Start to finish: 2 1/2 hours Servings: 4 to 6 Difficulty Level: Beginners
The traditional roast beef meal with side dishes or all the fixings is the kind of no-frills, home-and-hearth, come-to-dinner meal that stops conversation until everyone comes up for air. Traditional is as much an approach as a recipe type. Diners expect an impressive cut of beef, preferably surrounded by steaming country vegetables, that is tender and juicy. Although the sirloin or tenderloin beef cut is ideal for oven-roasting, the less tender, fat-marbled chuck roast is a more flavorful favorite and just as juicy and tender when the cooking is done by braising, a method inspired by the James and Everette - What's Cooking at Home website.
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- 2 ½- to 3-pound chuck roast
- Black pepper
- 1 tablespoon cooking oil
- 1 large onion, peeled and cut into slices
Preheat the oven to 325 degrees Fahrenheit and move the rack to the middle of the oven.
Before placing the chuck roast in the oven to cook, brown it on top of the stove in a small amount of oil.
Brown and Sear
Lay the chuck roast on a flat surface for seasoning. Sprinkle salt and pepper on all sides of the beef. Use other seasoning, such as garlic, if you choose.
Set a large pot or roasting pan on the stovetop burner. If possible, use the same roasting pan you will use to cook the beef in the oven.
Add 1 tablespoon of cooking oil and heat the oil at medium-high. Test the temperature with a drop of water – if the water sizzles the oil is hot enough.
Carefully place the beef in the pot and allow it to brown quickly on all sides. Use two large forks to turn the beef. Browning and searing, which happens quickly in the hot oil, should not take longer than 3 minutes.
Use large forks to spear and remove the chuck roast from the stovetop pan, if using a different pan for braising, to a roasting pan large enough to accommodate the beef and, if you choose to add them, vegetables.
Add 1 cup of water to the roasting pan and spread the onions around the sides of the chuck roast.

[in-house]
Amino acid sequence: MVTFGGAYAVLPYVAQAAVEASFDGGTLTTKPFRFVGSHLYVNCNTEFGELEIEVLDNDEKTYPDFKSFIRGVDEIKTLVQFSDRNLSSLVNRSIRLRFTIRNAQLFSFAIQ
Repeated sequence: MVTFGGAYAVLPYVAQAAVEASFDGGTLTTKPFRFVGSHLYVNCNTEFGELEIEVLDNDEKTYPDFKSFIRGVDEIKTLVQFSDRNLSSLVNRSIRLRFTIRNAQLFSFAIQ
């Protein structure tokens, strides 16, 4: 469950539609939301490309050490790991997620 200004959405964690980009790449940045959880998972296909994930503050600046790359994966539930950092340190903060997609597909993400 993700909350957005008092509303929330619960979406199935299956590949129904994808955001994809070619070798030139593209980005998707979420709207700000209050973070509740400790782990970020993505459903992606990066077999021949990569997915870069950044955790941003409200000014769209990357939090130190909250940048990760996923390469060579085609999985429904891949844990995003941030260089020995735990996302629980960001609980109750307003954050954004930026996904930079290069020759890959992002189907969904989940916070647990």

Place the lid on the roasting pan or cover it tightly with aluminum foil.
Place the roasting dish in the oven and cook the beef for 2 hours.
After the beef has cooked for 2 hours, uncover it and let it cook for another ½ hour. If you intend to add vegetables -- such as sliced or cut potatoes, carrots and celery -- do so at this point.
After the full 2 ½ hours cooking time, use a meat thermometer to check the temperature of the beef. The chuck roast should be 145 F when done.
Remove the chuck roast from the oven and set it aside to rest for at least 15 minutes before cutting.
Serve the chuck roast on a large platter or in a serving dish if the meal includes vegetables and gravy. Sprinkle fresh parsley flakes on the vegetables before serving.
From Roast Beef to Pot Roast
Turn your chuck roast into a complete meal, often called a Yankee pot roast, with vegetables and gravy. During the last 30 minutes of cooking, add potatoes, carrots and celery or other favorite vegetables to the roasting pan. If you prefer, add the vegetables at the start of cooking and reduce the heat to 300 F. If your family requires gravy poured over the beef and vegetables, make gravy using 1/4 cup of juices from the roasting pan, 1 tablespoon cold water and 1 tablespoon of flour; whisk to mix and return to the pan for the remaining 1/2 hour of cooking.
Variations and Tips
- Braising in a slow cooker or Crock-Pot also results in tender chuck roast. Follow the recipe to prepare the beef for braising, place the chuck roast in the slow cooker and cook on low for 5 to 6 hours, or until the meat is tender and falling from the bone.
- For a tender slice of beef, cut across the grain of the beef and diagonally.